On July 29, 2021, the Department of Labor (DOL) rescinded the Trump Administration’s joint employer rule under the Fair Labor Standards Act (FLSA). This pro-worker change makes it more likely that an employer will be considered a “joint employer” and liable for another employer’s actions under the FLSA.
In its press release, the DOL explained the importance of the joint employer rule: “Under the FLSA, an employee can have more than one employer for the work they perform. Joint employment applies when – for the purposes of minimum wage and overtime requirements – the department considers two separate companies to be a worker’s employer for the same work. For example, a joint employer relationship could occur where a hotel contracts with a staffing agency to provide cleaning staff, which the hotel directly controls. If the agency and the hotel are joint employers, they are both responsible for worker protections.”
Under the previous rule, the DOL would consider four factors to determine whether a company is a joint employer: whether the company (1) hires and fires the employee; (2) supervises and controls employees’ work schedules or conditions of employment to a substantial degree; (3) determines employees’ rate and method of payment; and (4) obtains employment records.
The DOL stated that this former rule “included a description of joint employment contrary to statutory language and Congressional intent.” The new rule states that rescinded rule “intertwined the horizontal joint employment provision with the vertical joint employment provisions,” while the new final rule asserts that horizontal and vertical joint employment are separate concepts.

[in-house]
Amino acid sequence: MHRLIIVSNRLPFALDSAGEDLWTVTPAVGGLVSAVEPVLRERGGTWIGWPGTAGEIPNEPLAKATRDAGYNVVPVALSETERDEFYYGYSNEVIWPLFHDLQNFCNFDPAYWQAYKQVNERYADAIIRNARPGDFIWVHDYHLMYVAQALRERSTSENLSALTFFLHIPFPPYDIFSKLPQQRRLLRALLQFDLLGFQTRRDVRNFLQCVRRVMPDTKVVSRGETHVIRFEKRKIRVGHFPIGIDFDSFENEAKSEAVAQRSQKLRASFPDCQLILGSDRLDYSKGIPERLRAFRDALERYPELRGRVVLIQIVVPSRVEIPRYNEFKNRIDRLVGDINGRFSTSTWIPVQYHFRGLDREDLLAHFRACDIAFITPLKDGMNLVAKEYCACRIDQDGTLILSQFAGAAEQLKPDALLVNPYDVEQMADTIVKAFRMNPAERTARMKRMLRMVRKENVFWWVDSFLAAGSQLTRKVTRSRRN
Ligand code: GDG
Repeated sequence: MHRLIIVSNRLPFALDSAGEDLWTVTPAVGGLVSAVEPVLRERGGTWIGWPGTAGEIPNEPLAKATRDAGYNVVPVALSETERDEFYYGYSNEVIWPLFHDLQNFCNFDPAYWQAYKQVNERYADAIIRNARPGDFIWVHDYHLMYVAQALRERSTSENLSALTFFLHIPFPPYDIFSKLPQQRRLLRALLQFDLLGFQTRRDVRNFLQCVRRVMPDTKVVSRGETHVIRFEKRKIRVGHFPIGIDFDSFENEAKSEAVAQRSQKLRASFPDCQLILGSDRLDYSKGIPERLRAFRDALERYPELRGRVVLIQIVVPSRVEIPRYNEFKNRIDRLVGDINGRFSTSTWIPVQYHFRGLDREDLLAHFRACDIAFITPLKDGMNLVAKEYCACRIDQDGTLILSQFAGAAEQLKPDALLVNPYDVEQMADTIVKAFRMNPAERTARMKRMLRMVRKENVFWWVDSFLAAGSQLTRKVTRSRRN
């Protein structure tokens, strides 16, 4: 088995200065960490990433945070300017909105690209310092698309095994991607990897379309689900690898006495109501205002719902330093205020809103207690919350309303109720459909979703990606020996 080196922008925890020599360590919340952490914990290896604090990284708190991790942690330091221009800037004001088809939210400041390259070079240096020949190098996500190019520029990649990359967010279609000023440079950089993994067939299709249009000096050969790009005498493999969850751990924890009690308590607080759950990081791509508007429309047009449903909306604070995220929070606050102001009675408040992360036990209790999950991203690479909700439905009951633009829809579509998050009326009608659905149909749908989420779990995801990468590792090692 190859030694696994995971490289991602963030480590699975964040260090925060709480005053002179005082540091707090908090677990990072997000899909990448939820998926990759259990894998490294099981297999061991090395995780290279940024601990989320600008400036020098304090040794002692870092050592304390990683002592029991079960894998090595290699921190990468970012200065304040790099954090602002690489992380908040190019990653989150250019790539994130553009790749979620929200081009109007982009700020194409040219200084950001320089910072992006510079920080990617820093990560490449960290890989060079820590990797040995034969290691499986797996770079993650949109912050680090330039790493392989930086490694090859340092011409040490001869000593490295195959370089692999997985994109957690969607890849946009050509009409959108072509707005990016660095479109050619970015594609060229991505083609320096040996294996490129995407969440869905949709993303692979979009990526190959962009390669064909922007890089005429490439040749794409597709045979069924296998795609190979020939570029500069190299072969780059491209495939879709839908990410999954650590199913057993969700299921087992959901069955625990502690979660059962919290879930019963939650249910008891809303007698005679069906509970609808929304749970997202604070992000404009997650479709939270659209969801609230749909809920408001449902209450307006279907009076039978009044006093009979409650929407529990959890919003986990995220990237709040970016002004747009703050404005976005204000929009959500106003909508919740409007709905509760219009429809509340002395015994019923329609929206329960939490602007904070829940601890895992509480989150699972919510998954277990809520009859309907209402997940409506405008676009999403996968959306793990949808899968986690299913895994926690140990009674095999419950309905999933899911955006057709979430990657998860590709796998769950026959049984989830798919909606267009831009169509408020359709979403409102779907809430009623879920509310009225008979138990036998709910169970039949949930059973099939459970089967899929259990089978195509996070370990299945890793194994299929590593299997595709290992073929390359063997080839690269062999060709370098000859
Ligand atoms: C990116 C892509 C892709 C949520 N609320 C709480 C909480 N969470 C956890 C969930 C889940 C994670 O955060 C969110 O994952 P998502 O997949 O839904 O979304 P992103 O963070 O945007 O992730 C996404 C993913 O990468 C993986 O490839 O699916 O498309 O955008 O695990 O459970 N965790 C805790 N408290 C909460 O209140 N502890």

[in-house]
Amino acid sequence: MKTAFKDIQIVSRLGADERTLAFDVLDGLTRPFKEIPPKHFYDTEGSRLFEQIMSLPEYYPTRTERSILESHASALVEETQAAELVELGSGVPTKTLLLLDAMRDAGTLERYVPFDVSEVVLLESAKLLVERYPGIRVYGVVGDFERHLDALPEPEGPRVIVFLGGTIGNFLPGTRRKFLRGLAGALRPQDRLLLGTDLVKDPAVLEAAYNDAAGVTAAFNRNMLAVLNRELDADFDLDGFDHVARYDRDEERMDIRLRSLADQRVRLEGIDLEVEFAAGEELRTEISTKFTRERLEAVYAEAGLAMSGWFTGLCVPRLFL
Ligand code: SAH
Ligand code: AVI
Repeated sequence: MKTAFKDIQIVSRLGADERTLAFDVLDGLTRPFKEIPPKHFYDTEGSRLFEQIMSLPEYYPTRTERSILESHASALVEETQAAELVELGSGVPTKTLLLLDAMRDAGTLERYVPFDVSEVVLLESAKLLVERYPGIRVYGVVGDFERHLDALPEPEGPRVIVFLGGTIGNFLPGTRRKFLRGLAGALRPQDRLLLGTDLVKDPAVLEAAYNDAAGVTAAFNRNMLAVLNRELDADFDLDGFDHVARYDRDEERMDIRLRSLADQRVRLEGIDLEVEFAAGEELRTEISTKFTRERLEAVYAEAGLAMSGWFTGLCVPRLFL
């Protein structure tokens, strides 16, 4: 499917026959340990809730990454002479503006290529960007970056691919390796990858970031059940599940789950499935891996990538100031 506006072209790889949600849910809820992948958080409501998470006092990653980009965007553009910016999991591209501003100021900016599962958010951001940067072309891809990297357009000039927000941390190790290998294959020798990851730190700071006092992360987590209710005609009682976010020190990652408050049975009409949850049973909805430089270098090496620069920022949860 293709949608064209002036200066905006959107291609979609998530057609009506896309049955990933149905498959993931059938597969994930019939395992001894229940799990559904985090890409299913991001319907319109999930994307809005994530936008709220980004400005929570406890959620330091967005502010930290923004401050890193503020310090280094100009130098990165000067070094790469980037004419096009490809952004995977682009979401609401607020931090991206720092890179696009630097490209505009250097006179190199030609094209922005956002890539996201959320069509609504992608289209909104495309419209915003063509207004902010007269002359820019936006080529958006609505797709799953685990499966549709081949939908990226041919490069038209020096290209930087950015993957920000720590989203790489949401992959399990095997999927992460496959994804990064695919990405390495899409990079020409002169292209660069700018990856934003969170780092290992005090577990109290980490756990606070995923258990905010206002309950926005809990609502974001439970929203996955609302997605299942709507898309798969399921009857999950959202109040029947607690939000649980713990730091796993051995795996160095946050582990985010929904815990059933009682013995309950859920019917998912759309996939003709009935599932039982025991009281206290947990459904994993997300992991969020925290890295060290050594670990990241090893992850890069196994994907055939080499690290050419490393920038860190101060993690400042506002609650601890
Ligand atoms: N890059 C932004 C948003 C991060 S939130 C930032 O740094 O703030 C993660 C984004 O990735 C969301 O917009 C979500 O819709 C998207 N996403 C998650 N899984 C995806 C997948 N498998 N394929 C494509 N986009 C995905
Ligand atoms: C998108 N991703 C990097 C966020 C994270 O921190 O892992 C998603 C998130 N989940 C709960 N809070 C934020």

Under the new rule, horizontal joint employment exists where an employee is separately employed by and works separate hours in a workweek for more than one employer, and the employers are “sufficiently associated with or related to each other with respect to the employee.”
Vertical joint employment exists where “an employee has an employment relationship with one employer (typically a staffing agency, subcontractor, labor provider, or other intermediary employer),” another employer is “receiving the benefit of the employee’s labor,” and “the economic realities show that the employee is economically dependent on, and thus employed by,” the other employer.
The new rule goes into effect on September 28, 2021.
Phillips Murrah’s labor and employment attorneys continue to monitor developments to provide up-to-date advice to our clients regarding the DOL’s new rules.
For more information on this alert and its impact on your business, please call 469.485.7334 or email me.
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